Tuesday, November 19, 2013

be uncomfortable

I received a timely email the other day:

Hi, I'm a 15-year old thrower, I've been throwing for 2 or 3 years now. I think your work is *perfect* but lately I have felt like what is the point of this.  I truly enjoy throwing, but I can't get out of this rut. Have you ever had these feelings? How did you conquer them?

Dear CL,
I wish I could say I have no idea what you are going through. Unfortunately, I know your feelings all too well.

Your first question-- what is the point of this-- is a larger existential question that I can't answer for you, you have to answer it for yourself. My answer for me is that the point is to bring beautiful, artful objects into this crazy world, and that's pretty much it. I would like to think that creating beautiful things changes the world, so I'm doing what I can to change the world. I don't know how far I'm getting there.

So, you're in a rut, maybe your first. Being a creative type means that you will not always be inspired and have ideas.  It's great that you have the opportunity to experience a creative rut, recognize you are in a rut, and ask for help at the age of 15. When I was your age I would go through creative ruts too, but I just saw that as a sign that I hopelessly sucked as an artist.  Then I would smoke a bunch of pot, write in my diary about how the world did not understand me, and cry. You may do all of those things too, but I never thought to ask for help. It's very brave of you to do so.

You are in a rut because you are bored. Maybe you are bored with your forms, your processes, your self-imposed limitations on the wheel. The opposite of creative is not un-creative, it's boredom. Boredom will smother everything creative within you with its droning, relentless voice about how you're not good enough, that idea sucks, other people are better than you could ever be, and eating a big giant bowl of ice cream is easier than going through the trouble of making that thing you thought you wanted to make.

You can't "conquer" boredom, because it's part of the process, the ebb and flow of being a creative person. Boredom is a message from your internal self that you need to grow. What that means is completely up to you to figure out, but here is a hint: We often resist growth because it makes us uncomfortable. To grow we have to start from a place of not-knowing, and it's much nicer to be in a place of knowing.  But being uncomfortable is not boring, so in my book uncomfortableness is okay for an artist. Maybe you should think about what makes you uncomfortable, and head toward that.

I'm uncomfortable with being less than perfect in my work, which means I don't experiment enough because I'm afraid of making ugly, imperfect work. I'm uncomfortable when my sales are slow, which means I'm constantly pushing myself in production, another creativity killer. I'm uncomfortable with ease, which means I don't value my work unless I struggle. I'm uncomfortable with pursuing other artistic interests for fear of depleting my creative reserves, which means my creative self usually survives on a plain clay diet.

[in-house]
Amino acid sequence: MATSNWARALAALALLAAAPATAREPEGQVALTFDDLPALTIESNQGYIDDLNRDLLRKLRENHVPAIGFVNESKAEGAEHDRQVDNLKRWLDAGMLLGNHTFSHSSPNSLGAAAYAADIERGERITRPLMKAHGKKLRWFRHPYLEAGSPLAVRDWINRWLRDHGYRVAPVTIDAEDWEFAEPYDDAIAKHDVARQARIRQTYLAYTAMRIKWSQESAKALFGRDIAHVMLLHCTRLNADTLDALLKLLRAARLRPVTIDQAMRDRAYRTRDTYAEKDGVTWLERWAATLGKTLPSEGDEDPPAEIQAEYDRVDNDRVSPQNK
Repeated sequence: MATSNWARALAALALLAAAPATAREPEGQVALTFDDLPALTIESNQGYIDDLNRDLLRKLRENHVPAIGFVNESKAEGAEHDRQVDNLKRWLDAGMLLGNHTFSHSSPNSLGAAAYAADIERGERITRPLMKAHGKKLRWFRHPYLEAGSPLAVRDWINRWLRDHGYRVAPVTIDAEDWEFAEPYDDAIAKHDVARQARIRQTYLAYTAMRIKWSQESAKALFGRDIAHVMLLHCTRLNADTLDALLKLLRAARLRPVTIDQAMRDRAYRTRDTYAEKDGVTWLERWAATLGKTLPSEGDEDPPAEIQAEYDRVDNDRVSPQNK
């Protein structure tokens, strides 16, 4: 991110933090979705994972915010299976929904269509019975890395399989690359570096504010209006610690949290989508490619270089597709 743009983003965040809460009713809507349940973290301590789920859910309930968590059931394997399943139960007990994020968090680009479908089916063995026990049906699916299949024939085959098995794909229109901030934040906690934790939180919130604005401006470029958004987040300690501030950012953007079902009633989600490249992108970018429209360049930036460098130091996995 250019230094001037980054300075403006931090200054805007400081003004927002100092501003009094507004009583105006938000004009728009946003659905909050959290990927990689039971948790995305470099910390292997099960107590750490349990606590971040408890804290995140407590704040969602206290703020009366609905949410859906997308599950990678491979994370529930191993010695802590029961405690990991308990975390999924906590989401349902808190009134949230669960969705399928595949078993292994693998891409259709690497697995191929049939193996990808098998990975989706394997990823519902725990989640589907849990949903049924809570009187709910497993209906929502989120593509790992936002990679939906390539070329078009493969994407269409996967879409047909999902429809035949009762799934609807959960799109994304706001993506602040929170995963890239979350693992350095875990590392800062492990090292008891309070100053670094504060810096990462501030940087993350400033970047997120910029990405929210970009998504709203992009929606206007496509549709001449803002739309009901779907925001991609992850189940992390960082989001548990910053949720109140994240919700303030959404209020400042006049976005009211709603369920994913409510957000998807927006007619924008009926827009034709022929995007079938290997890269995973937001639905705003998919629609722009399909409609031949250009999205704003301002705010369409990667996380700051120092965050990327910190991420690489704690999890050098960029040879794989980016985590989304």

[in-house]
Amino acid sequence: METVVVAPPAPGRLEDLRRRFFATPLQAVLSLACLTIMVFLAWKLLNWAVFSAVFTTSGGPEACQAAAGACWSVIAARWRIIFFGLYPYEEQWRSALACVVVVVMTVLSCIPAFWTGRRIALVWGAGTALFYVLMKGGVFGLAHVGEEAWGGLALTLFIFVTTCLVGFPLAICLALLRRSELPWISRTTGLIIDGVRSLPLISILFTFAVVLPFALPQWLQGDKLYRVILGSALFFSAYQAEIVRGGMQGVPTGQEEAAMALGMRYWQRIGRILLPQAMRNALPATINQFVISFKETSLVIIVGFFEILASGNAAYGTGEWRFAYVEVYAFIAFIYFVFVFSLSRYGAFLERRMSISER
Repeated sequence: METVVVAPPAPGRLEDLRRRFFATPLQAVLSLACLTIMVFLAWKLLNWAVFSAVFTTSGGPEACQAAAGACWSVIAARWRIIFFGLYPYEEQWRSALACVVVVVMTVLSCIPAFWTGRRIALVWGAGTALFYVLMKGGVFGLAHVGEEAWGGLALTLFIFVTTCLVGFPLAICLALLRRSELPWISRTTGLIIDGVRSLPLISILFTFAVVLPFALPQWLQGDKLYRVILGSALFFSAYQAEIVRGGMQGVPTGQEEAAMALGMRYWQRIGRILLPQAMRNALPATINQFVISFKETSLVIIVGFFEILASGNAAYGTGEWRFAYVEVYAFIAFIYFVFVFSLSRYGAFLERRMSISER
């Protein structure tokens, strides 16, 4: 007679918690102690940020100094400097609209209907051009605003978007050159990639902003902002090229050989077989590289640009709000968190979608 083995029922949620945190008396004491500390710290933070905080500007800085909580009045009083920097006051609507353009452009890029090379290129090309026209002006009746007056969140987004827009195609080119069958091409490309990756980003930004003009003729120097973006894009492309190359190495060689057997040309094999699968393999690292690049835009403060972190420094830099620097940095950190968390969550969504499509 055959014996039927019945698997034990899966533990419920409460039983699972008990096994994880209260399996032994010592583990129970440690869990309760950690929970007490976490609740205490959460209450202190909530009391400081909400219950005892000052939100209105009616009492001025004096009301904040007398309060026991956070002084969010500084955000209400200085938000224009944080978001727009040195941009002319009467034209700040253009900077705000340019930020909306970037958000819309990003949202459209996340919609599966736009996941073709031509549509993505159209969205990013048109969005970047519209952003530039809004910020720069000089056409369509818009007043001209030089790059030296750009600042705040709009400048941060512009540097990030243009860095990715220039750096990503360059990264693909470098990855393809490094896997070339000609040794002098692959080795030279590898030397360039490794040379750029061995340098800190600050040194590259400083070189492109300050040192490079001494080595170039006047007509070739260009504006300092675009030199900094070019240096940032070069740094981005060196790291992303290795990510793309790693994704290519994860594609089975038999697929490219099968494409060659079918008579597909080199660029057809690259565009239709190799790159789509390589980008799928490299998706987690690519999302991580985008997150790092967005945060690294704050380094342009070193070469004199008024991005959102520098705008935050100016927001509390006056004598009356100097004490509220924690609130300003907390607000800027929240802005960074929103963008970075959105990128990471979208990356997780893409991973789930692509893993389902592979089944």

My advice to you is to think about what makes you uncomfortable, and adjust your approach so that your creativity can incorporate those things. I've had to address my issues in order to have a better creative life. For me this means taking the time to try new things and make crappy work, make work that is not production-oriented and and may never sell, not immediately dismiss work that seems too "easy",  and work in other mediums I love such as drawing, painting, and paper cutting.

My dear, I hope that helps.


  1. I love this. :)It's true, trying something different can feel like a terrifying risk. When I first got started I was so afraid that I would make things and nobody would like them that at first my hands would shake and I would ruin piece after piece. But when I started just letting go and enjoying the clay, trying a few new things, amazing things happened. I really need to apply your advice to throwing on the wheel, I've only tried it twice and made some very symmetrical lumps and gave up because I hate not being good at something. So I've stayed with the "safe" things, the guaranteed results, and it's really limiting me.

  2. Spot on!

    Linda Collins Chapman


  3. Oh, how well I know that little devil sitting on my shoulder, whispering, "why? - what's it worth? - why do it?"

    He's a constant, living in my studio, popping up from time to time.

    How I get rid of him, I don't know. Sometimes it helps seeking inspiration on Pinterest or other visuel places.

    But I also let my self limit myself, staying in the 'safe-zone'. Especially now, when I'm thinking about trying to make a living of my pottery. This puts a lot of pressure on me, and I struggle to hold on to my creativity.

  4. These are things I know. Deep down. But it's really nice to have someone else voice them.

  5. " Boredom is a message from your internal self that you need to grow. "


    Nice post!

  6. Perfectly expressed!

  7. Good advice Whitney.
    I'd also recommend reading Art and Fear. That always helps me with these sort of issues. It agrees with what you say as well.

  8. When can I make an appointment? $150/hour Please. I need help.

  9. For you Judy, it will only be $100 an hour ;-).